However in my first attempt (remember I have a pack on and a 40lb dog in one hand), I was quickly thigh deep in freezing glacial water. It was clear that the force of the water if I took another step would be dangerous. I backed out of that and looked for a second approach. The second crossing was much better – the water stayed knee-deep or below and I carefully edged across, using my hiking pole to test each step.

Unfortunately, I have no photos of this crossing – as a safety measure, John was downstream in case something went wrong and Keenan was across the river to catch Hunter.

The Coe slowed us down considerably. Scrambling back to find the trail we came across some human feces on a rock, with a roll of TP next to it. Pretty sure if we can’t keep the national forest pristine with LNT then we can expect there to be a more rigorous permit system. From the Coe to Elk Cove was about another mile. Just as we entered Elk Cove there was a pretty decent campsite on the left so we decided to set up camp there.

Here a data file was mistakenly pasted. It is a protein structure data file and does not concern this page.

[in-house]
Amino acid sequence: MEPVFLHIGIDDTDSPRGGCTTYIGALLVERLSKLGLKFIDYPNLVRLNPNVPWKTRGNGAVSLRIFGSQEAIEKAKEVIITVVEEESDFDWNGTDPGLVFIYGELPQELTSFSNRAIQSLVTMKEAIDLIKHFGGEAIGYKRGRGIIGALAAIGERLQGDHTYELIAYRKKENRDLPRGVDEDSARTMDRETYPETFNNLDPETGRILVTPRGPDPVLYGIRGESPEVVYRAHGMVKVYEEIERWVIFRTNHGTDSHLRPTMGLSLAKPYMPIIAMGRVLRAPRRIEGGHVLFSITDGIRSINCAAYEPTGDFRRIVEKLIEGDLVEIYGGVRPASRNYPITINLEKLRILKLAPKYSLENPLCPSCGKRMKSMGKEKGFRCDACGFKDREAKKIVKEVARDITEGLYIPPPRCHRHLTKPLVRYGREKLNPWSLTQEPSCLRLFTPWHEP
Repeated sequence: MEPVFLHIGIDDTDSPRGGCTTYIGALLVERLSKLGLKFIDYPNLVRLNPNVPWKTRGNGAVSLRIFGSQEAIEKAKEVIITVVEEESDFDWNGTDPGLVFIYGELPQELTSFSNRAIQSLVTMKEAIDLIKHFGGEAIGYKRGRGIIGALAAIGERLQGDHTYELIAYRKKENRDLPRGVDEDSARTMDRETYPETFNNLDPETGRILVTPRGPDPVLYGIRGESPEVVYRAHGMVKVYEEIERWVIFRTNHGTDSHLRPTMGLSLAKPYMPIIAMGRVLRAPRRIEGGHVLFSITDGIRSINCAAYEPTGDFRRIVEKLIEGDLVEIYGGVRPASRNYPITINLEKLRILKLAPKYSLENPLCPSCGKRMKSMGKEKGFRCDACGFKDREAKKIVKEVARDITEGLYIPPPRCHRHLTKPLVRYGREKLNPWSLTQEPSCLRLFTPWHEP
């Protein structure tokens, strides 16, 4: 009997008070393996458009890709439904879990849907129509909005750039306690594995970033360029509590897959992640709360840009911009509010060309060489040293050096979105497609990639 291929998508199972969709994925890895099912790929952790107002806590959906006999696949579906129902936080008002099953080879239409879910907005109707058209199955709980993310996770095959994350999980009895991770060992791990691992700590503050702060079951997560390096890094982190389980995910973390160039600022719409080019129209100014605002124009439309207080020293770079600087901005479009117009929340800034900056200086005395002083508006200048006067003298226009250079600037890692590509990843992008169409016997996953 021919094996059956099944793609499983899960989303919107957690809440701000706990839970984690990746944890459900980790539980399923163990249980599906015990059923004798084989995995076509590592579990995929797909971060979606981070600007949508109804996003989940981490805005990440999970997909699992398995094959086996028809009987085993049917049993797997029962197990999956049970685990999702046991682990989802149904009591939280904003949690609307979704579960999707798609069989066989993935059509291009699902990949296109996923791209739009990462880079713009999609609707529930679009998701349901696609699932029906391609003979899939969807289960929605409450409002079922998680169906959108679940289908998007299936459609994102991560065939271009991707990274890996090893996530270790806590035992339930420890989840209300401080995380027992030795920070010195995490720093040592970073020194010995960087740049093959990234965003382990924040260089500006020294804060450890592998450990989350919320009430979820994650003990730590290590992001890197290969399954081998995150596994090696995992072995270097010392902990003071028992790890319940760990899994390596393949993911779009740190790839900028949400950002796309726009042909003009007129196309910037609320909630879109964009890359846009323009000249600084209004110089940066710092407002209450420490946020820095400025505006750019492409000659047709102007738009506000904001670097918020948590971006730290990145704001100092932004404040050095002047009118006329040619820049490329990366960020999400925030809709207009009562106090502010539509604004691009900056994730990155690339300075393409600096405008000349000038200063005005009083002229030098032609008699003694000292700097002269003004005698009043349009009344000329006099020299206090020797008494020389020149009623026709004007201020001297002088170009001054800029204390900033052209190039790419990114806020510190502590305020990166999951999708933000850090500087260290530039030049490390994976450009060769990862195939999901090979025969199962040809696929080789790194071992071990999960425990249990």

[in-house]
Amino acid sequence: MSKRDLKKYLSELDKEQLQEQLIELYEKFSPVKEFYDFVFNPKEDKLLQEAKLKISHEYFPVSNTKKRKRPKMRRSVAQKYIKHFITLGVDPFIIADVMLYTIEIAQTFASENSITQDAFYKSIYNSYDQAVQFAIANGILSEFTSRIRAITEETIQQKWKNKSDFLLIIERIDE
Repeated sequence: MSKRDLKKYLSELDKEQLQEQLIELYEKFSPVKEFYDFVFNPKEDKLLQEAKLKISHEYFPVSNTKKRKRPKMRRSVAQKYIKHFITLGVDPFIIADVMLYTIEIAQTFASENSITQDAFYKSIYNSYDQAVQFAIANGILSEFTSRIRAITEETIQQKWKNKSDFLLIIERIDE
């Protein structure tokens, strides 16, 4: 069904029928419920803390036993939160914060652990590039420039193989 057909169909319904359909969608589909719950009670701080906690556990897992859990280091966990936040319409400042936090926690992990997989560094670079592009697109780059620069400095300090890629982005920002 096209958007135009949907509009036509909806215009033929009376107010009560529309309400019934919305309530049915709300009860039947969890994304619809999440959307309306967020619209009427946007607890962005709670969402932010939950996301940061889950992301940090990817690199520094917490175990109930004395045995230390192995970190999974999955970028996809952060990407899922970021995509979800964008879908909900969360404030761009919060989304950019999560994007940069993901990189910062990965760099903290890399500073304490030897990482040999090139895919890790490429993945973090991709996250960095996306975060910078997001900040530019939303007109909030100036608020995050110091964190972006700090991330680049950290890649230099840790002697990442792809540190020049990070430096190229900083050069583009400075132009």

The wind and light rain had picked up over the last hour and as soon had we set up our tents, the rain started to drive more. We met a couple of hammockers who were looking for a more sheltered area – it would be tough to find this evening. By the time we had fetched water it was pouring, Hunter was soaked. We quickly had dinner. I dried off Hunter as best as possible with my multi-purpose bandanna and we all retreated to our tents.

It was a very windy evening.

Summary Day 2

At the end of day 2, we had reached our goal, having traveled approximately 20 miles from Timberline Lodge to Elk Cove. A good approximation of the half waypoint. The stats for day 2:


  • Check the weather forecast and prepare appropriately
  • Don’t filter directly from glacial streams – they will likely clog your filter
  • Be prepared for the river crossing and know the safest way to cross
  • If you don’t feel comfortable, find a different spot, wait until the morning or backtrack
  • Always follow LNT!